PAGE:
Thus you see the death of Christ may be called the great price with which we are bought, and by which all spiritual and everlasting blessings were bought for us. As for believers, it is beyond all dispute that they have been thus dearly bought; and on this account they are not their own, but God’s. They are his on the footing of redemption; and therefore he has the strongest claim to their service. O! shall not those favored creatures whom he has redeemed from hell, redeemed from sin and Satan, redeemed with the precious blood of his Son, devote themselves to their Deliverer as his servants for ever? Can you bear the thought of withholding his own from him, when he redeemed you when lost, and purchased a right to you by the blood of his Son? one drop of which is of more value than a thousand worlds!

A thousand worlds so bought were bought too dear.

Must not the love of Christ constrain you, as it did St. Paul, to judge thus: That if this illustrious personage “died for you, then you that live should no longer live to yourselves, but to him that died for you and rose again:” 2 Cor. v. 14, 15.

Thus, you see, the argument concludes with full force as to believers, who are indisputably purchased by the blood of Christ. But will it conclude also as to those who are now unbelievers? Were they so redeemed, or bought by Jesus Christ, that they are no longer their own but God’s, and upon that footing obliged to devote themselves to him? There is hardly any subject in divinity more intricate than the extent of Christ’s redemption; and it would by no means suit the present occasion to perplex a practical discourse with this controversy. I shall, therefore, only lay down a few principles which are indisputable, and will fully answer my present design.

(1.) As to those who believe that Christ laid down his life as a price for the redemption of every individual of mankind, the argument concludes with full force; for by their own confession they are bought with a price, and therefore they are not their own, but God’s.

(2.) You all hope that Jesus Christ died for you: unless you have this hope, you can have no hope at all of being saved according to the gospel; for the gospel allows you no hopes of salvation at all, but upon the supposition of Christ’s dying for you. Have you, then, any hope of salvation? Undoubtedly you have; for you do not look upon yourselves as shut up under remediless despair. Well then, just as much hope as you have of salvation, just so much hope you have that Christ died for you; and consequently, upon your own principle, you are so far obliged to act as persons bought with a price, and therefore not your own but God’s; that is, as far as you hope for heaven, so far are you obliged to devote yourselves to God as his, and no longer to live to yourselves. And if you deny his claim to you upon the footing of redemption, you renounce all hope, and give yourselves over as lost and hopeless. And what can bind you more strongly than this? Will you rather rush into despair, and fling yourselves headlong into ruin, than acknowledge God’s right, and behave as those that are his, and not your own?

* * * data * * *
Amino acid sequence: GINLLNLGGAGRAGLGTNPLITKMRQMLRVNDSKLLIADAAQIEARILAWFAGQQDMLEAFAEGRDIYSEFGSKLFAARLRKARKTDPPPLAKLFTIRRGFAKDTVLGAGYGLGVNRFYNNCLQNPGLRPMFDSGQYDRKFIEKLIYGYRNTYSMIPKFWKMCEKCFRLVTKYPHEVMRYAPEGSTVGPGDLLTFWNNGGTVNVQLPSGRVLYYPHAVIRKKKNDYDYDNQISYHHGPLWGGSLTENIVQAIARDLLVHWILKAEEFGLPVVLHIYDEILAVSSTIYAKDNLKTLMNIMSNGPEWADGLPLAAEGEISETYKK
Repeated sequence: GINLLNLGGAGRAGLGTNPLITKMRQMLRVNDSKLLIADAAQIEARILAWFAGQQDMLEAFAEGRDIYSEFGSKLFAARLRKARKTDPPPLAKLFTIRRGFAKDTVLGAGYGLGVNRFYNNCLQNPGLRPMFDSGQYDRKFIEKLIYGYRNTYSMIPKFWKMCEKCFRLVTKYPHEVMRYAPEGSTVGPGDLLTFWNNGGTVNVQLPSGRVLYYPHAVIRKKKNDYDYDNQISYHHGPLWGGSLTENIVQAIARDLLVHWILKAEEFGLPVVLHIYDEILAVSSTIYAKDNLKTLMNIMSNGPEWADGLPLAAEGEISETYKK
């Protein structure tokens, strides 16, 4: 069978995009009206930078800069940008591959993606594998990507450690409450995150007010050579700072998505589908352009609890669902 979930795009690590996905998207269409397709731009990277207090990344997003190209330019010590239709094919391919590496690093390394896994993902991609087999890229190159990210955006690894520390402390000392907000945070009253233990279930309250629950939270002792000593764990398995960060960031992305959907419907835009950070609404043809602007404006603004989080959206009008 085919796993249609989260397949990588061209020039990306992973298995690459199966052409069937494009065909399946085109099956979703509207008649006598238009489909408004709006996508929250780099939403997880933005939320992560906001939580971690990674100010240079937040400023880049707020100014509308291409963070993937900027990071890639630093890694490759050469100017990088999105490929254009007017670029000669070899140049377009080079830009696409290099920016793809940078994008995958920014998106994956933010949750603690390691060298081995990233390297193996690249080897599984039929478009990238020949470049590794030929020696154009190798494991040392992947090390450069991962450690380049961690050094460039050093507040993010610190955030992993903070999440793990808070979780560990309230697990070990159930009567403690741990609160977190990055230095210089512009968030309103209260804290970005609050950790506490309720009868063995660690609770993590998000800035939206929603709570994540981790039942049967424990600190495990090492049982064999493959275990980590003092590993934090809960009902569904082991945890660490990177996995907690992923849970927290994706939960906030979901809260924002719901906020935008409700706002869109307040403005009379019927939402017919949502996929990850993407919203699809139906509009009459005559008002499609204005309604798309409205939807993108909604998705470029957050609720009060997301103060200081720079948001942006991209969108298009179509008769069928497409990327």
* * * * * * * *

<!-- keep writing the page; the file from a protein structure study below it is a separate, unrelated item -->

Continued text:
(3.) I venture to assert that Christ died for every man, in such a sense as to warrant all that hear the gospel to regard the offer of salvation by his death as made to them without distinction; and to oblige all indefinitely to embrace that offer, or to believe in him, and to conduct themselves towards him as one that, by his death, placed them under a dispensation of grace. Therefore, all are obliged to behave themselves towards him as their Redeemer, and to own that he has a right. to them upon the footing of redemption. This is sufficient to my present purpose: for if this be the case, then I may enter a claim to you all, in the name of God, as his property: and you cannot refuse to resign yourselves to him, without denying the Lord that bought you. He claims your souls and bodies as his due, and requires you to glorify him with both, upon the footing of redemption.

Samuel Davies,  “Dedication to God Argued from Redeeming Mercy,” in Sermons on Important Subjects (New York: Robert Carter, 1845), 2:84-86. [Some reformatting; underlining mine.]

This entry was posted on Wednesday, August 5th, 2009 at 7:56 am and is filed under The Well-Meant Offer. You can follow any responses to this entry through the RSS 2.0 feed. Responses are currently closed, but you can trackback from your own site.

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This quote can be found in Sermon XXXI on 1 Cor. VI. 19, 29 under the title, “Dedication to God Argued from Redeeming Mercy.” The editions vary, so it is necessary to have this additional information so others can easily find the quote in their editions, particularly in the 1995 Soli Deo Gloria reprint.

August 5th, 2009 at 2:01 pm

I’ve been notified that this quote is in Vol. 2, pages 127-129 of the Soli Deo Gloria reprint published in 1995.

August 5th, 2009 at 2:58 pm